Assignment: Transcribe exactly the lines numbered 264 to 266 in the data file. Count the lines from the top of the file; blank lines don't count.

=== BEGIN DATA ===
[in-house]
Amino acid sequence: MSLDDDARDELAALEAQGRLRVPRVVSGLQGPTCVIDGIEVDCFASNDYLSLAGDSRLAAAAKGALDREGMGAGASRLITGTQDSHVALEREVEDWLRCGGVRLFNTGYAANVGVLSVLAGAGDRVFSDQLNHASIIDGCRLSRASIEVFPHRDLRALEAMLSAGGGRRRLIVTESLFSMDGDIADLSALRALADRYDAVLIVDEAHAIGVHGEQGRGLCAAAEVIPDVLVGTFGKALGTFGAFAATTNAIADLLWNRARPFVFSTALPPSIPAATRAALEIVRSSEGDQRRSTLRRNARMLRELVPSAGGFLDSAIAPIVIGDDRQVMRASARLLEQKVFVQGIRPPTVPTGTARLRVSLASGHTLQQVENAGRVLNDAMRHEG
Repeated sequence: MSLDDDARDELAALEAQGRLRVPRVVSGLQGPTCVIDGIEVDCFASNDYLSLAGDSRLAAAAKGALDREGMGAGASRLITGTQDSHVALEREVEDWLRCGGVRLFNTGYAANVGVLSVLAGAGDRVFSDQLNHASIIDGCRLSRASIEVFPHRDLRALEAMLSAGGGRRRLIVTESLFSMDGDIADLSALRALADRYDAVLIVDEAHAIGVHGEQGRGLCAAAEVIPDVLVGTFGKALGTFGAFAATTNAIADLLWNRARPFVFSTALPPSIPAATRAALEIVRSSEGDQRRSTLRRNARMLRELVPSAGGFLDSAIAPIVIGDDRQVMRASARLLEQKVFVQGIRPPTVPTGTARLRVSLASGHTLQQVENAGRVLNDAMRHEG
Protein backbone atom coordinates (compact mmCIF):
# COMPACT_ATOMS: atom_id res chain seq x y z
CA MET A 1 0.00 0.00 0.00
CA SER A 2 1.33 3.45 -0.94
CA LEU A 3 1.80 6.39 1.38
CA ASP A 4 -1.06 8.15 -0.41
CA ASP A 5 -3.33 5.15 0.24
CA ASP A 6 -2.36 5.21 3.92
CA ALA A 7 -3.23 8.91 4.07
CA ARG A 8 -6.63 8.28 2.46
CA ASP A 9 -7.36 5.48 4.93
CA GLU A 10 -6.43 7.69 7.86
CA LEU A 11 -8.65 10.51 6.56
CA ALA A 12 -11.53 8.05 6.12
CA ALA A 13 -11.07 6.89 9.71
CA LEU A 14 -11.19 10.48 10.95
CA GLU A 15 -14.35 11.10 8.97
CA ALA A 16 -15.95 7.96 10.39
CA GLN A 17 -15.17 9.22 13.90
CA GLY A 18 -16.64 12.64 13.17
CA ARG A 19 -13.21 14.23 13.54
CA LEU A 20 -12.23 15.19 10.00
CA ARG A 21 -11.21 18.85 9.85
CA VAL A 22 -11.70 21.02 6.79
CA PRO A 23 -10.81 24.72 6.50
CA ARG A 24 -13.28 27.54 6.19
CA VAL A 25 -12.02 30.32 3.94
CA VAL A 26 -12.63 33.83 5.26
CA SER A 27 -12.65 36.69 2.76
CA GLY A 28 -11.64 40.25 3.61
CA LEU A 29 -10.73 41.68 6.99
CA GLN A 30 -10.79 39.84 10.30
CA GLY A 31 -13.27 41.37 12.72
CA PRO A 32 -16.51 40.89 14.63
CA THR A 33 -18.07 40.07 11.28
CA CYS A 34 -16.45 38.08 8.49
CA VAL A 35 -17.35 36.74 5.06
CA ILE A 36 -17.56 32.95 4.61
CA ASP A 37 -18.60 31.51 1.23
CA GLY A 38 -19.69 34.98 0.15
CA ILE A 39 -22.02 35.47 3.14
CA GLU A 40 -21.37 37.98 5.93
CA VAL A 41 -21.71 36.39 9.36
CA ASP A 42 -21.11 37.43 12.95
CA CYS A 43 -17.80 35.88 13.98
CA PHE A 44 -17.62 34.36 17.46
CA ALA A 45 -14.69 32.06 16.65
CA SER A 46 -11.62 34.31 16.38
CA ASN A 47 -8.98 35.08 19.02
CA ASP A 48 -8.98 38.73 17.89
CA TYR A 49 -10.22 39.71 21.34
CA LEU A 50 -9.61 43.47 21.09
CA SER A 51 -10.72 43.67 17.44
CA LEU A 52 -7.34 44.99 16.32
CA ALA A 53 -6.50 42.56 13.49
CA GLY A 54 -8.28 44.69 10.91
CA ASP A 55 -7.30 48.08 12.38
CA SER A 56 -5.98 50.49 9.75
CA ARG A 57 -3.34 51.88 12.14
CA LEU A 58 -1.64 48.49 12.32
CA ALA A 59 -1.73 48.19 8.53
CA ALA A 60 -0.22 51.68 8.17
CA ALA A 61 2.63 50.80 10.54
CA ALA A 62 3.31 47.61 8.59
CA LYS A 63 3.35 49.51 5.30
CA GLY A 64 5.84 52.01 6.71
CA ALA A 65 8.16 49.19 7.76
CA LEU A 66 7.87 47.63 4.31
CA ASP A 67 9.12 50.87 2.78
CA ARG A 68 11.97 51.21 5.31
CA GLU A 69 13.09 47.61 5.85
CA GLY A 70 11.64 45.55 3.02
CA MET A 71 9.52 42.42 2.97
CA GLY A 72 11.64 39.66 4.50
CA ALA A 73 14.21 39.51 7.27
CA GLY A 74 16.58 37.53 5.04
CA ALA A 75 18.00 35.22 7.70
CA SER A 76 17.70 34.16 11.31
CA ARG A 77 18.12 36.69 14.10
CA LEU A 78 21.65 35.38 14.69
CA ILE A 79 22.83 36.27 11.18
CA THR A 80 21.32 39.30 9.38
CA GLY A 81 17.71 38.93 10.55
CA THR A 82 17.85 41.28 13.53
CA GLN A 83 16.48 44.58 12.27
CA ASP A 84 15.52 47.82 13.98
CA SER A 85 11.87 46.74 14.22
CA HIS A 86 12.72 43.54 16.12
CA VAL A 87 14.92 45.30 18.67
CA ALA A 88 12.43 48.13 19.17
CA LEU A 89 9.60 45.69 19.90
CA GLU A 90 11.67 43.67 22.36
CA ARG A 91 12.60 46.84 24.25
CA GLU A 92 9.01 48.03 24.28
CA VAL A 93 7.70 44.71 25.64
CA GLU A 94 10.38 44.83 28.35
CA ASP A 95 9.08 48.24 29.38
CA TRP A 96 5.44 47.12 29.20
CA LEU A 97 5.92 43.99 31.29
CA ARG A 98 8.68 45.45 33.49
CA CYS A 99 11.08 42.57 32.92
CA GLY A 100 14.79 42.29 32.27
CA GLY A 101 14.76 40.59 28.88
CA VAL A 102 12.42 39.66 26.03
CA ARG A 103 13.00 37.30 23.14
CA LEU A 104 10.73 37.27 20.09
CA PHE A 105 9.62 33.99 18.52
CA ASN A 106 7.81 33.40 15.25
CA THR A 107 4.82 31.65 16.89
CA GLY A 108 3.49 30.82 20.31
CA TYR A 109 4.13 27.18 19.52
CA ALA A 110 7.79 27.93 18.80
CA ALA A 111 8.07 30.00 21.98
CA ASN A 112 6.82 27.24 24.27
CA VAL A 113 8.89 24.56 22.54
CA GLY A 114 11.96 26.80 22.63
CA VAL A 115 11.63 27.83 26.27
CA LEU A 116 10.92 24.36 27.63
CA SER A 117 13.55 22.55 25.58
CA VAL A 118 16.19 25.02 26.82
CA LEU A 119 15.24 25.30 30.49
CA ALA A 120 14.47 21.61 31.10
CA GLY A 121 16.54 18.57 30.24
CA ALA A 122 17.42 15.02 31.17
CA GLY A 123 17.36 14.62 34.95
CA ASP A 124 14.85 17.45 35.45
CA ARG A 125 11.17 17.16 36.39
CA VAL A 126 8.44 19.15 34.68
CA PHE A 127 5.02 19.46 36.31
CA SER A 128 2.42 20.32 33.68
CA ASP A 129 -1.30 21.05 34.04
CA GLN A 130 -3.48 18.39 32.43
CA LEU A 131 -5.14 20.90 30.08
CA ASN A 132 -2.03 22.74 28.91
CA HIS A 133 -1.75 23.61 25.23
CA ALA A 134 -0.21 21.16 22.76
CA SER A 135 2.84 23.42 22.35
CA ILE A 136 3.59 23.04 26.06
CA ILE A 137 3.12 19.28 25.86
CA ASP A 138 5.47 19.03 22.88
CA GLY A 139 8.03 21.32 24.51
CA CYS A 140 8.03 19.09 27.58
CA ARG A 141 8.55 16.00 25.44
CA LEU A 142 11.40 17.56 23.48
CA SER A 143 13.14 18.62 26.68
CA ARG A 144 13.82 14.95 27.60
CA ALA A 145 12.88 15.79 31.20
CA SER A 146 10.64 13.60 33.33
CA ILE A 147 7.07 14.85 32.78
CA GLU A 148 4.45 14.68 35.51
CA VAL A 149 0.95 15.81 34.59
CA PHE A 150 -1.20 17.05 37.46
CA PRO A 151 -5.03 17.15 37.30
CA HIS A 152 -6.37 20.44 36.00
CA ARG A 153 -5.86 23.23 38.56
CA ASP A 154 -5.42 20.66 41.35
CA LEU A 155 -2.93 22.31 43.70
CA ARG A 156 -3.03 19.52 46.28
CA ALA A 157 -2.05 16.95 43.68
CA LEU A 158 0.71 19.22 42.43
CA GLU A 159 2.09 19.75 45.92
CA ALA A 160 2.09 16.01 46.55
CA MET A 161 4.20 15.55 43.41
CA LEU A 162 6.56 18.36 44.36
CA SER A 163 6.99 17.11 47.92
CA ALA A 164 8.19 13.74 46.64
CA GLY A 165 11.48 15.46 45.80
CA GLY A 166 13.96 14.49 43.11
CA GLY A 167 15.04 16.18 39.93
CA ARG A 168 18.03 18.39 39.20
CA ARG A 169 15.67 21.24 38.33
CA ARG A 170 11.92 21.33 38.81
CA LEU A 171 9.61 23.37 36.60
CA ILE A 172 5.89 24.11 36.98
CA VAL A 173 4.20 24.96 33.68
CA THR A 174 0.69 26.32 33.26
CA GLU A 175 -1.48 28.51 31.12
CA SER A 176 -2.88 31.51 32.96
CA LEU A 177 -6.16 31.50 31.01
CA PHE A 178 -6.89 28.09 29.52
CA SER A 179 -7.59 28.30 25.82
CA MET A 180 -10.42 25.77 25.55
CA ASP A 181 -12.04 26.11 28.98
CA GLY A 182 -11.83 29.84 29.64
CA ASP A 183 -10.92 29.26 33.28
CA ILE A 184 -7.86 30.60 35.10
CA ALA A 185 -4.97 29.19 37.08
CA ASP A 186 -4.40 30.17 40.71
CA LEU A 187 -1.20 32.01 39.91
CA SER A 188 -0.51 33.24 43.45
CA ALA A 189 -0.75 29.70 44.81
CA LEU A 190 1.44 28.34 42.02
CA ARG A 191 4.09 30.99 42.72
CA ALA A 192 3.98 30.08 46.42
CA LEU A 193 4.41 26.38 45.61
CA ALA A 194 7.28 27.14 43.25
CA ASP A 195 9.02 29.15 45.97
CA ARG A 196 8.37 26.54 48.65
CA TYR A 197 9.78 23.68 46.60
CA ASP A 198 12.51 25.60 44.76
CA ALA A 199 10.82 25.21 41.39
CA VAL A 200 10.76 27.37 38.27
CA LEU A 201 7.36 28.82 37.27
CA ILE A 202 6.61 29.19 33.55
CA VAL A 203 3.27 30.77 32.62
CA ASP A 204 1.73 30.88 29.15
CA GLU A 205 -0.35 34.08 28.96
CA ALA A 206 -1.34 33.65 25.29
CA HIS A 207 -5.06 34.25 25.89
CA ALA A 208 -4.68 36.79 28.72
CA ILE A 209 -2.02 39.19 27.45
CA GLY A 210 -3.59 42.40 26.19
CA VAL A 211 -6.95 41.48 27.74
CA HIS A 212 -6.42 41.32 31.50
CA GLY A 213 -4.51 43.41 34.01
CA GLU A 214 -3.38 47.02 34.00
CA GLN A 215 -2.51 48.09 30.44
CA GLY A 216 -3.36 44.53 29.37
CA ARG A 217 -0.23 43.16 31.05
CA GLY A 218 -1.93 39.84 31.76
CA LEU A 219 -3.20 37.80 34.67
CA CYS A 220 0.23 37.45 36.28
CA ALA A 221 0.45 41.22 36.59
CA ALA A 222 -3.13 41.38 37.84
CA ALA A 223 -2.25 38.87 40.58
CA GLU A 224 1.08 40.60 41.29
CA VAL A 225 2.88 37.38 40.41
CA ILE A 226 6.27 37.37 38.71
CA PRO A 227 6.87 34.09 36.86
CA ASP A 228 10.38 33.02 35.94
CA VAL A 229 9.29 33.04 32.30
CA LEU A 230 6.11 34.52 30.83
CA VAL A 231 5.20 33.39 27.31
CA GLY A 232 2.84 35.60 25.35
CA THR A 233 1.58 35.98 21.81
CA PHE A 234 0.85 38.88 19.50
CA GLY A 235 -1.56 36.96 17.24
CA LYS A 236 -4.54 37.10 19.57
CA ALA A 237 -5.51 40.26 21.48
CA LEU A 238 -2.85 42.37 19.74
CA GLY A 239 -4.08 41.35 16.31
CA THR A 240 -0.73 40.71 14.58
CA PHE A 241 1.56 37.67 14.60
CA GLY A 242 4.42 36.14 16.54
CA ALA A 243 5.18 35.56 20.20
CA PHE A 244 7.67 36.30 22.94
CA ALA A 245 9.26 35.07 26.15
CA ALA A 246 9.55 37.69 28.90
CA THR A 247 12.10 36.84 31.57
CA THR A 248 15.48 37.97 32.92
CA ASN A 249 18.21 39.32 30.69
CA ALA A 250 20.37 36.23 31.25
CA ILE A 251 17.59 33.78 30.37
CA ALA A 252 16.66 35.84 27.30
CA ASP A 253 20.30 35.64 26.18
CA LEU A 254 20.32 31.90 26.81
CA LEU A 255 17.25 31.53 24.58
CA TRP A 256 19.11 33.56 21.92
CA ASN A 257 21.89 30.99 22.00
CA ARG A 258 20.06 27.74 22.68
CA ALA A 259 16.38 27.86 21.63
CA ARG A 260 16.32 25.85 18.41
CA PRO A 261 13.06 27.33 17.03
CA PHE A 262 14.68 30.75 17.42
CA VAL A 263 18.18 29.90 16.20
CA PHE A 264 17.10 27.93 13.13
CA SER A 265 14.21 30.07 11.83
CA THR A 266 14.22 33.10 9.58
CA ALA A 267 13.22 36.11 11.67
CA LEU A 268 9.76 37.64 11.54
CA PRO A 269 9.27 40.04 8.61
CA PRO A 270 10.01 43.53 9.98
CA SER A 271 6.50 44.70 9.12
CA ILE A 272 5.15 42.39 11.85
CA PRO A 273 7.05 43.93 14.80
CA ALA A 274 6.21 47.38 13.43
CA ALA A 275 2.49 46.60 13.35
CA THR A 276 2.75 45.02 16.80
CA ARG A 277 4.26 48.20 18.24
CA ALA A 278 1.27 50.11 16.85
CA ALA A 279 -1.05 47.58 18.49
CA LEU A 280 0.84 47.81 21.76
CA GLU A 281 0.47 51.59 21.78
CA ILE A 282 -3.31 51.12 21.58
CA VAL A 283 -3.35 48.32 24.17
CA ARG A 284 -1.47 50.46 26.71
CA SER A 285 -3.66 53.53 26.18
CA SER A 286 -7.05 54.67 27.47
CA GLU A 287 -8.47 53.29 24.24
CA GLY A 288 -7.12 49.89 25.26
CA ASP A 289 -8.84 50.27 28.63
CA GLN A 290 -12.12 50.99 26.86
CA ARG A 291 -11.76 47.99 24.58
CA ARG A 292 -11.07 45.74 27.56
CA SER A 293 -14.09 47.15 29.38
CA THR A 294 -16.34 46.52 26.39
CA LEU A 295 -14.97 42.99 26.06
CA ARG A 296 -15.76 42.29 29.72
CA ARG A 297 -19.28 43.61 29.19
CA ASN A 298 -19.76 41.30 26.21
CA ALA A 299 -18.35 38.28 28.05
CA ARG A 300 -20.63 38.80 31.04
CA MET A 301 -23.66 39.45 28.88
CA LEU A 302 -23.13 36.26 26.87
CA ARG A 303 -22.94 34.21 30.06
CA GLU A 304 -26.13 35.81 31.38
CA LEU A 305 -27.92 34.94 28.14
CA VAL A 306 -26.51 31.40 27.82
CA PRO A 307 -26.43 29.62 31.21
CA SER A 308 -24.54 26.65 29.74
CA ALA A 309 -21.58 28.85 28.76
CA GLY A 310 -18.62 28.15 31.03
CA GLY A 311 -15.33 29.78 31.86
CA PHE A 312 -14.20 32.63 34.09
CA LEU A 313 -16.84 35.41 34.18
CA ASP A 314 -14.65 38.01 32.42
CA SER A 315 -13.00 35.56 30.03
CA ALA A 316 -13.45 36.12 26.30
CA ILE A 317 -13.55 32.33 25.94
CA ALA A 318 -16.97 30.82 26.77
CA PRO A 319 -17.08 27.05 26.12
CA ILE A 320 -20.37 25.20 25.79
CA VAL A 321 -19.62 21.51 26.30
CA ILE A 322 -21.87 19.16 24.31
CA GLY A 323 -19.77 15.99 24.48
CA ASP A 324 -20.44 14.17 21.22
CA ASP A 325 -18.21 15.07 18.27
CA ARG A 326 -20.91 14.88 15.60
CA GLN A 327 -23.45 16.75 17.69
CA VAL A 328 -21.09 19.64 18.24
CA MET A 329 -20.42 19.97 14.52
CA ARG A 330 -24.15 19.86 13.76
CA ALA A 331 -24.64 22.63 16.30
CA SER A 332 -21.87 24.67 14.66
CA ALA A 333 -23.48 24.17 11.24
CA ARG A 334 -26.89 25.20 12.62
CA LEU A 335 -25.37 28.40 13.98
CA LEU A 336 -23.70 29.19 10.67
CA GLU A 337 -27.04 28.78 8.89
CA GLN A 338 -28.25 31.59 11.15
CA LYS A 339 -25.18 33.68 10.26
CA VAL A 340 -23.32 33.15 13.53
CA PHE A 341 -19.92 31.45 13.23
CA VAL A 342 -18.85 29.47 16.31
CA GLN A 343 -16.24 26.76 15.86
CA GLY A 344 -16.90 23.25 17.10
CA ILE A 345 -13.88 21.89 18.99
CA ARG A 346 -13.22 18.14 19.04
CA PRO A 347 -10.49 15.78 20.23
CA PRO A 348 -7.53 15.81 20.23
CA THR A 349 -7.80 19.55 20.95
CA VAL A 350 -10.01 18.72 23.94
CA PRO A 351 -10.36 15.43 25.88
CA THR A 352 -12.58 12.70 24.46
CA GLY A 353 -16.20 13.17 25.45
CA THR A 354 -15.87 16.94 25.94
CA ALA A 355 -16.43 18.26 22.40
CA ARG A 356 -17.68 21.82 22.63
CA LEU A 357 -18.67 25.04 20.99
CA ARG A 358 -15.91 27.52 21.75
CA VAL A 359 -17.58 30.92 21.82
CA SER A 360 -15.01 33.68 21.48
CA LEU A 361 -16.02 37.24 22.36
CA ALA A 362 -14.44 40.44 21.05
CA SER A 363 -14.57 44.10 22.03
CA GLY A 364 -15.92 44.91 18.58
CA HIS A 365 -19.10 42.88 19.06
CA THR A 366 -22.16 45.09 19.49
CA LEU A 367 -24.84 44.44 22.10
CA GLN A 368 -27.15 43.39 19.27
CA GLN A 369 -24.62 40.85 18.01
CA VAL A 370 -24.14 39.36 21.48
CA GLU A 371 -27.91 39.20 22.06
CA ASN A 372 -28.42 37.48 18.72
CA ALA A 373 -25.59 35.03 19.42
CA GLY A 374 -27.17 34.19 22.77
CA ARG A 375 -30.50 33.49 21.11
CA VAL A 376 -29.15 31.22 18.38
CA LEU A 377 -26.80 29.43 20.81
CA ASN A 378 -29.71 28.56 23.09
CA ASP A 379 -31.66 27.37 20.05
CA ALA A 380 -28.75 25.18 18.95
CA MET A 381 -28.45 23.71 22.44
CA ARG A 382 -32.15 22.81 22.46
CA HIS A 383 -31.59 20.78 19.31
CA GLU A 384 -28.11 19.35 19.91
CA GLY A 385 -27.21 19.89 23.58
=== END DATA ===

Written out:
CA ALA A 259 16.38 27.86 21.63
CA ARG A 260 16.32 25.85 18.41
CA PRO A 261 13.06 27.33 17.03